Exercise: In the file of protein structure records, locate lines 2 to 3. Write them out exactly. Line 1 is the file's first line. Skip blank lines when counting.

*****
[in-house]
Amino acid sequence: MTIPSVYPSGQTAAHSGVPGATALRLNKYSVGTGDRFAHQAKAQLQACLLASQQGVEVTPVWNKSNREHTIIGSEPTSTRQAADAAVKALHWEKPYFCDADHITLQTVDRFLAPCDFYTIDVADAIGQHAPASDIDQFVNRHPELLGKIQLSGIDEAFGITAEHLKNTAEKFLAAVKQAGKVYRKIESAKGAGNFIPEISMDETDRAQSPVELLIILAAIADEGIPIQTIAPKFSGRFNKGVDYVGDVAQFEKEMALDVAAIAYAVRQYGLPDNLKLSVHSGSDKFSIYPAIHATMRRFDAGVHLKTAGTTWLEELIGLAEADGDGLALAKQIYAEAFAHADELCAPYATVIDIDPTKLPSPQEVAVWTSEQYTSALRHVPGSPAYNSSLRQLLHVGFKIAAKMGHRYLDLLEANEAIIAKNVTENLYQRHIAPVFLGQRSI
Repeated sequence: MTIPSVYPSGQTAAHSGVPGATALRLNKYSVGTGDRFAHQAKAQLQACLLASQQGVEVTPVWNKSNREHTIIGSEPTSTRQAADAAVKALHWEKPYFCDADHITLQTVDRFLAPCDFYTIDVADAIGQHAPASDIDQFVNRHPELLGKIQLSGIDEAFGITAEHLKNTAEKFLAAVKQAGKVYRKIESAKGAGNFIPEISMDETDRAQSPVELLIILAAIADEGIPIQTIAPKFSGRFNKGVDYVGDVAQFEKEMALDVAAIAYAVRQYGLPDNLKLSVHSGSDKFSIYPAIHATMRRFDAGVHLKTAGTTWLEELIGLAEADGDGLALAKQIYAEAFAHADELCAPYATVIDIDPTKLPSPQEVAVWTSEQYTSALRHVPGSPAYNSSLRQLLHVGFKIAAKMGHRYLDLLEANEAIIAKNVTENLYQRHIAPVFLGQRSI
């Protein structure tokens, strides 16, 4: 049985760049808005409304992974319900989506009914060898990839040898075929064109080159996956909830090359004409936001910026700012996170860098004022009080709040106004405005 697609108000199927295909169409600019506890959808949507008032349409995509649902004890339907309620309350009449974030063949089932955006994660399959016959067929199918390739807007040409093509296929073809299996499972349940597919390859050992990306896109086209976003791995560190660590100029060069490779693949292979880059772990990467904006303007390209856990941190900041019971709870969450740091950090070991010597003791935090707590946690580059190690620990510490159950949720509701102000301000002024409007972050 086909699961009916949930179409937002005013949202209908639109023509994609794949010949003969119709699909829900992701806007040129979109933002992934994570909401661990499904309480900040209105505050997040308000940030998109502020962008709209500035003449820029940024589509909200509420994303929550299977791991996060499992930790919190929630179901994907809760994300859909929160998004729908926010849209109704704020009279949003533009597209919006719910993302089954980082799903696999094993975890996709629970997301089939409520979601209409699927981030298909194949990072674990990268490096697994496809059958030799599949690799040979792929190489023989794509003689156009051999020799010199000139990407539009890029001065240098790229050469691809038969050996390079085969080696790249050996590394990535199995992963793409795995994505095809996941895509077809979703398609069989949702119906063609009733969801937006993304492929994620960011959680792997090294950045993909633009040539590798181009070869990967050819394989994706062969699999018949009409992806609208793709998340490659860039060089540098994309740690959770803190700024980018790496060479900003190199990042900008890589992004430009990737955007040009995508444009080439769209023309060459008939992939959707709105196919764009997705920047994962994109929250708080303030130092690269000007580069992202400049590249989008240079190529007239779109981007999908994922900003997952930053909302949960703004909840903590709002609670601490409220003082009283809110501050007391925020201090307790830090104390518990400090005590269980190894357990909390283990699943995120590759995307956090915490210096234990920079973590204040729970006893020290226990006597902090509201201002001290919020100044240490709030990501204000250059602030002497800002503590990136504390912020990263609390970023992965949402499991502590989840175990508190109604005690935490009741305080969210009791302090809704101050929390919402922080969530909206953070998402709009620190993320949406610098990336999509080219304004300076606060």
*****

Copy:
Amino acid sequence: MTIPSVYPSGQTAAHSGVPGATALRLNKYSVGTGDRFAHQAKAQLQACLLASQQGVEVTPVWNKSNREHTIIGSEPTSTRQAADAAVKALHWEKPYFCDADHITLQTVDRFLAPCDFYTIDVADAIGQHAPASDIDQFVNRHPELLGKIQLSGIDEAFGITAEHLKNTAEKFLAAVKQAGKVYRKIESAKGAGNFIPEISMDETDRAQSPVELLIILAAIADEGIPIQTIAPKFSGRFNKGVDYVGDVAQFEKEMALDVAAIAYAVRQYGLPDNLKLSVHSGSDKFSIYPAIHATMRRFDAGVHLKTAGTTWLEELIGLAEADGDGLALAKQIYAEAFAHADELCAPYATVIDIDPTKLPSPQEVAVWTSEQYTSALRHVPGSPAYNSSLRQLLHVGFKIAAKMGHRYLDLLEANEAIIAKNVTENLYQRHIAPVFLGQRSI
Repeated sequence: MTIPSVYPSGQTAAHSGVPGATALRLNKYSVGTGDRFAHQAKAQLQACLLASQQGVEVTPVWNKSNREHTIIGSEPTSTRQAADAAVKALHWEKPYFCDADHITLQTVDRFLAPCDFYTIDVADAIGQHAPASDIDQFVNRHPELLGKIQLSGIDEAFGITAEHLKNTAEKFLAAVKQAGKVYRKIESAKGAGNFIPEISMDETDRAQSPVELLIILAAIADEGIPIQTIAPKFSGRFNKGVDYVGDVAQFEKEMALDVAAIAYAVRQYGLPDNLKLSVHSGSDKFSIYPAIHATMRRFDAGVHLKTAGTTWLEELIGLAEADGDGLALAKQIYAEAFAHADELCAPYATVIDIDPTKLPSPQEVAVWTSEQYTSALRHVPGSPAYNSSLRQLLHVGFKIAAKMGHRYLDLLEANEAIIAKNVTENLYQRHIAPVFLGQRSI